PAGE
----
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Those of you who frequent CAPS and who pay attention to relatively unimportant things probably already know that I don’t like the $100 million market cap minimum that’s required for a stock to start collecting CAPS ratings. That’s primarily because it denies me the opportunity to collect points in the market niche that I spend the most time studying, but it’s also because it’s among the micro caps that I believe CAPS can offer the most incremental insight. After all, no one else is covering these stocks, so if one of you come up with something/anything (!), then we’re all better off.

Alas, no dice. But that’s why I wanted to take this opportunity to highlight the fact that China Green Agriculture (CGA) has crossed the $100 million market cap threshold and is ready to receive your ratings. This, of course, is 160% worth of gains after I recommended the stock in Motley Fool Global Gains, but better late than never.

The good news is that China Green is still worth of your green thumbs. I put fair value somewhere between $8 and $12 and with the company’s new manufacturing facility about to bring 40,000 tons of annual capacity online (the company’s current capacity is just 10,000 tons), we do have a near-term earnings catalyst. (Incidentally, our Global Gains team hopes to go back and see the new facility in operation when we return to China in June/July.)

But back to that market cap minimum
Our experience with CGA, however, highlights why CAPS could/should be a great source of information on micro cap stocks. After all, when we visited China Green in Xian last summer, we met with the CEO, Mr. Li, toured the company’s greenhouse research facility, and got a sense of the corporate culture (see The Snake posing at the company’s orchid-soaked HQ above). We came away impressed.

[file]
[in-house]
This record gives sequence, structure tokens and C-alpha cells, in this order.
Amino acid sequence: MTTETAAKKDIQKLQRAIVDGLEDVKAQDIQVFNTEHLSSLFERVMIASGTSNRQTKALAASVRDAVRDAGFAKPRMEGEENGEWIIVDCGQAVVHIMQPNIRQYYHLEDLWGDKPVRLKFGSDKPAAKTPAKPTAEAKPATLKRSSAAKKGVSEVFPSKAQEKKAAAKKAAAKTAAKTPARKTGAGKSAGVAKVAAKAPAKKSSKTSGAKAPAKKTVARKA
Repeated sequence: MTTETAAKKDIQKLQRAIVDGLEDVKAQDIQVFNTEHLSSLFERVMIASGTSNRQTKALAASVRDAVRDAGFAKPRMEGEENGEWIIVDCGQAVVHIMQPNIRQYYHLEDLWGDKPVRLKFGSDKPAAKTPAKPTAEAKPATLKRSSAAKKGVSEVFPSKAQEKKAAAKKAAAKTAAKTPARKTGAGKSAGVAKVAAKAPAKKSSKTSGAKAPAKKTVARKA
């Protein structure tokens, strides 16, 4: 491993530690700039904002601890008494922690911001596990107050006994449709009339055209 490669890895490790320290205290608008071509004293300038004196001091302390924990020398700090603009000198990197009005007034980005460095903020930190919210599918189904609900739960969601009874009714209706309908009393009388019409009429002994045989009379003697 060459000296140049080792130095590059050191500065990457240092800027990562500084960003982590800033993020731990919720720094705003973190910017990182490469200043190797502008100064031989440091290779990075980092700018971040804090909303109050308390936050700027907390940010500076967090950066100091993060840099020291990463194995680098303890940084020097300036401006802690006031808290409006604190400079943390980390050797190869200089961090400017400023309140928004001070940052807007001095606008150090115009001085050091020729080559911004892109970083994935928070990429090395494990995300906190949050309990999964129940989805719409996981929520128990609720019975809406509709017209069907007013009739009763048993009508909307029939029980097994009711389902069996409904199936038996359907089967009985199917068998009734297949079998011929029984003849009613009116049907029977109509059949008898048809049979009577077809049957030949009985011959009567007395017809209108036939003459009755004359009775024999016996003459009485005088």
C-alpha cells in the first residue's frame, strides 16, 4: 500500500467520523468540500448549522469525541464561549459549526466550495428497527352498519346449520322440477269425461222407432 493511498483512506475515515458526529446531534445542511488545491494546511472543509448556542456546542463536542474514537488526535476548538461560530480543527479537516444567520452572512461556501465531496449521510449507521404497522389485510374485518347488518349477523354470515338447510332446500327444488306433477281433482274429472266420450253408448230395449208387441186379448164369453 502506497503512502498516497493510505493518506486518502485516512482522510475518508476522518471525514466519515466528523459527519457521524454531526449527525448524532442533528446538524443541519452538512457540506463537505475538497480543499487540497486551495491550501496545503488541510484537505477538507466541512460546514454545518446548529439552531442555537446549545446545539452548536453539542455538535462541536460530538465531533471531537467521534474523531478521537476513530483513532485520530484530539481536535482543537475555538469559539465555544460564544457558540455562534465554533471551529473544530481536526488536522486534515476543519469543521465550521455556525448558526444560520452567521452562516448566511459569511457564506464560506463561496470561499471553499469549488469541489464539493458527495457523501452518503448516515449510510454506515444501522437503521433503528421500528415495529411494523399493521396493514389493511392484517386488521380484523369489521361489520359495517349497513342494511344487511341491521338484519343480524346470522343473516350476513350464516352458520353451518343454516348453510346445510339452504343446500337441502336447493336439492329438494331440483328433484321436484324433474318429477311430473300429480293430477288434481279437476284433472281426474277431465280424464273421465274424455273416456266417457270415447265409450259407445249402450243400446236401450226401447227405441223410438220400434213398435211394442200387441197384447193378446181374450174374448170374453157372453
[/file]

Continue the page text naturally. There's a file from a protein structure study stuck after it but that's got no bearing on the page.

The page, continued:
You can figure out which one Mr. Li is. The man knows his fertilizer.

That boots on the ground intelligence allowed us to watch as the company’s PIPE shares got registered with the SEC and then -- due to some distressed hedge fund selling -- dropped from the $3.25 PIPE offering price all the way down to $2.20. The stock at that point was selling for a little more than 3x my FY 2009 (ends on June 30) earnings estimate. If the multiple expanded to 10x, we were looking at a triple.

China Green’s research center. Each greenhouse can mimic one of China’s climate zones.

Thanks to a listing on the AMEX and renewed institutional interest in the stock, that multiple has expanded, and we’ve almost got that triple on our Global Gains scorecard. It happened faster than anticipated, but it turns out the market is a pretty efficient place. But again, the reason we got a deal was because we were willing to go out and gain an informational advantage over the stock market.

Can CAPS give you that advantage?
But when it comes to the next China Green Agriculture, due to the CAPS market cap minimum, you won’t find it here. And indeed, there are a number of Chinese micro caps we continue to study today and hope to visit on our upcoming Global Gains research trip.

So I hold out hope that the system will change, but in the meantime, go and rate CGA. At a $100mm market cap, it’s still a pretty small company with a big market opportunity ahead of it. There’s also already a great pitch on its CAPS page courtesy of CREWatcher that -- though I quibble with the use of a 10.25% discount rate (too low) on the valuation -- accurately indentifies the main business drivers going forward.

And I’ll plan the seed that you should sign up to get our dispatches from our next research trip because we are on the lookout for the next China Green-type situation at Global Gains. More on that later.

The classic channel check. That was a good cucumber.

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